Electricity open access scheme participation made voluntary
The Department of Energy has issued two circulars that are seen to bring forward the development of open access in the electricity retail business by allowing qualified consumers to voluntarily choose their suppliers instead of being mandated to break ties with incumbent players.
The DOE had earlier pushed for a mandatory approach to the Retail Competition and Open Access (RCOA) scheme, which hit a snag after the Supreme Court issued a temporary restraining order on this policy.
Under the RCOA scheme, power consumers with an average monthly peak demand of at least one megawatt would be able to choose alternative suppliers—thus, they are called contestable customers.
This threshold will then be lowered progressively up to the point that the scheme can be done at the level of each household or individual consumer.
With the DOE shifting the RCOA scheme to a voluntary basis through Department Circular No. 2017-12-0013, the agency said consumers with an average monthly peak demand of at least 750 kilowatts “may participate in the retail market.”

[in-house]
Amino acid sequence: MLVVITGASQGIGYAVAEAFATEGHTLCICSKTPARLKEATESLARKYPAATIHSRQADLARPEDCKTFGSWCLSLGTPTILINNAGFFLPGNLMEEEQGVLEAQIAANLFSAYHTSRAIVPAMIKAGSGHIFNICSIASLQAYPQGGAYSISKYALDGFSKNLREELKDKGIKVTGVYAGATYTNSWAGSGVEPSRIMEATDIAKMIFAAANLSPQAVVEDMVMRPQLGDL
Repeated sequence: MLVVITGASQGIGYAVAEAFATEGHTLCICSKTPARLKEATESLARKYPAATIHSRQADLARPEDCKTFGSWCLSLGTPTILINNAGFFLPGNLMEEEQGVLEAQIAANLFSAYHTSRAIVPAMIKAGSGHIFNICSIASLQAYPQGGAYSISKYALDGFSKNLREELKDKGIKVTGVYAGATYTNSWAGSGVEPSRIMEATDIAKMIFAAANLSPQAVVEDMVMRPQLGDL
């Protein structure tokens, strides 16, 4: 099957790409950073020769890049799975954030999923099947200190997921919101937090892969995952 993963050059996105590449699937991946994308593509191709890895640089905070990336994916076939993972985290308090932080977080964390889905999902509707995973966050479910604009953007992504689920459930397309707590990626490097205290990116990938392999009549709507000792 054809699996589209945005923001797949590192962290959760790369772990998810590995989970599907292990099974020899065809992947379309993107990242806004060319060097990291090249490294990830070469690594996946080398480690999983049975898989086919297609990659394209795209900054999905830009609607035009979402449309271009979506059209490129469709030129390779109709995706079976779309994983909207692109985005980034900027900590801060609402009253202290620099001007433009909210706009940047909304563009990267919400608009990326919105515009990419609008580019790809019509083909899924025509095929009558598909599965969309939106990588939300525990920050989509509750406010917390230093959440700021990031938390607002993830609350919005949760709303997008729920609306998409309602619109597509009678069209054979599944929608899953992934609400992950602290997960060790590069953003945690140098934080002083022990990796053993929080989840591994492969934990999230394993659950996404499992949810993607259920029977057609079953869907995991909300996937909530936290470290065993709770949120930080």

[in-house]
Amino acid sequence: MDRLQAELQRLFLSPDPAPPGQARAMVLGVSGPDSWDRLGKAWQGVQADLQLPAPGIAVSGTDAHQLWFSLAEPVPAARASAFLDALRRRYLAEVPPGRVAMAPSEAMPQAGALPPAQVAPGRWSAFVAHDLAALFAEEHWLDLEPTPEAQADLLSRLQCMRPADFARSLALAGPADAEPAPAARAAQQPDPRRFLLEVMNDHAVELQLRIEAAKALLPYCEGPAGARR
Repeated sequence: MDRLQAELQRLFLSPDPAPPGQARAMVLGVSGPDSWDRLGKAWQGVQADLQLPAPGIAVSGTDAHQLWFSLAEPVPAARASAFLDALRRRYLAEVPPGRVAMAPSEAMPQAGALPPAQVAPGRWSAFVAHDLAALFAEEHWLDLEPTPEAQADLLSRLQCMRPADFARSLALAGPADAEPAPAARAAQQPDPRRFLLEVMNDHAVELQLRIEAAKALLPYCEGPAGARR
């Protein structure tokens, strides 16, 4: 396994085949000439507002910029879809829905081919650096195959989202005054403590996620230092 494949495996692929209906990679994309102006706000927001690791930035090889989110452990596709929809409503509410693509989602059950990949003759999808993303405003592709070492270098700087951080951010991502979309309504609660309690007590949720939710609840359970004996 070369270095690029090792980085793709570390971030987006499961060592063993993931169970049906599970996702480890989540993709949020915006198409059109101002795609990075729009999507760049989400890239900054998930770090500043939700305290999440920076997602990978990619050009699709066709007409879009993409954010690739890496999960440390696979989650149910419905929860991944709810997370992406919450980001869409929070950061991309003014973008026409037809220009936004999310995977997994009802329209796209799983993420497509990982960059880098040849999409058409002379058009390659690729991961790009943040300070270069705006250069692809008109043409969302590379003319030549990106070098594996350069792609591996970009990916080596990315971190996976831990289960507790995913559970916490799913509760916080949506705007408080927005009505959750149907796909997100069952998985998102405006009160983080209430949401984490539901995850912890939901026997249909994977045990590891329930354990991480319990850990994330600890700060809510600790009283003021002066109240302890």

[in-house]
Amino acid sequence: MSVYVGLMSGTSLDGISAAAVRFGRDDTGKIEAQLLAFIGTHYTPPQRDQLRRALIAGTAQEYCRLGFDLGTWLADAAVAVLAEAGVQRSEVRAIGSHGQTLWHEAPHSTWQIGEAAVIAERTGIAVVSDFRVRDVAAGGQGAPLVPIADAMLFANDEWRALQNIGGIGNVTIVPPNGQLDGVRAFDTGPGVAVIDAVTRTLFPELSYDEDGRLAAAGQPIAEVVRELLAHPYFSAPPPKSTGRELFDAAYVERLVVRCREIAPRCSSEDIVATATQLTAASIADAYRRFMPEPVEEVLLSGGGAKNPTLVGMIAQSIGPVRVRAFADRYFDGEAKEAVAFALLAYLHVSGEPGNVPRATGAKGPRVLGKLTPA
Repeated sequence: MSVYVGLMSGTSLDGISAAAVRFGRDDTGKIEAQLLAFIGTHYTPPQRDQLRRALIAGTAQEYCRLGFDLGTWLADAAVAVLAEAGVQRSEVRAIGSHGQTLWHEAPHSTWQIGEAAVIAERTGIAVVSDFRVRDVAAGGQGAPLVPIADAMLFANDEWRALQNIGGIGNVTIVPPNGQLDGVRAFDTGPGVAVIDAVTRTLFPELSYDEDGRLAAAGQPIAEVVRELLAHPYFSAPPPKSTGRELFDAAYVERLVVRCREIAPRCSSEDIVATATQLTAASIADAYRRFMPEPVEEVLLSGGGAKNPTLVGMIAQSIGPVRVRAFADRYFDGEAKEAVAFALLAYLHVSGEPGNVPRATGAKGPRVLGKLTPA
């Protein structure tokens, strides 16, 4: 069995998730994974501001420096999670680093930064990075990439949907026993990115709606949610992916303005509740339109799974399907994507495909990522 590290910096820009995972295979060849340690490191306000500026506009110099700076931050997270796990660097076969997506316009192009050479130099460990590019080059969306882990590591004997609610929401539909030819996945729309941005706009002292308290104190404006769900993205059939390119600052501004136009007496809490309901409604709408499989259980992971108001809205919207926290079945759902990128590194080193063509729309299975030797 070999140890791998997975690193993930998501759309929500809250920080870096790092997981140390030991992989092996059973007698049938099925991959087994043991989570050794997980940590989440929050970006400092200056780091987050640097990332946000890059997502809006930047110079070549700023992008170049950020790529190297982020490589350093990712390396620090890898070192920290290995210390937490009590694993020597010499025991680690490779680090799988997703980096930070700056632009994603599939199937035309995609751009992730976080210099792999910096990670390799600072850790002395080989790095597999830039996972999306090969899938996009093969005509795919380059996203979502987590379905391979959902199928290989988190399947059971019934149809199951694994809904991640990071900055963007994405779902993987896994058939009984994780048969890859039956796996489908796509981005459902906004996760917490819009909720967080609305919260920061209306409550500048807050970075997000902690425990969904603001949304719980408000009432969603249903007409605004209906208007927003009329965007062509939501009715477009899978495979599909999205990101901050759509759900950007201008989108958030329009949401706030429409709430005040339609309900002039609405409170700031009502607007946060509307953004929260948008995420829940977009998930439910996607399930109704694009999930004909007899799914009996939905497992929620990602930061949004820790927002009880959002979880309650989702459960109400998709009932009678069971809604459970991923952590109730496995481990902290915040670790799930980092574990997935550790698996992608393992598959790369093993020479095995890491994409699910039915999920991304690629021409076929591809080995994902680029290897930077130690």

Such participation requires a retail supply contract between the contestable customer and the retail electricity supplier (RES)—the alternative provider. This contract needs to be registered with the Wholesale Electricity Spot Market.
Also, the circular states that by June 26, 2018—or earlier if the Energy Regulatory Commission (ERC) would allow—contestable customers with an average monthly peak demand of 500 kw to 749 kw shall be able to take part in the RCOA scheme—also voluntarily.
For consumers whose demand is less than 500 kw, the DOE said they could “aggregate” to be able to be recognized as contestable customers by Dec. 26, 2018, or earlier depending on the ERC.
In a second circular, DC No. 2017-12-0014, the DOE laid down policies related to the RES or alternative power supplier for contestable customers.
The DOE said any of the following might be considered an RES: a power generation firm or its affiliate, an affiliate of a distribution utility, retail aggregators, an administrator of an independent power producer, a prospective power generation firm, or any other person that the ERC might authorize to become an RES.
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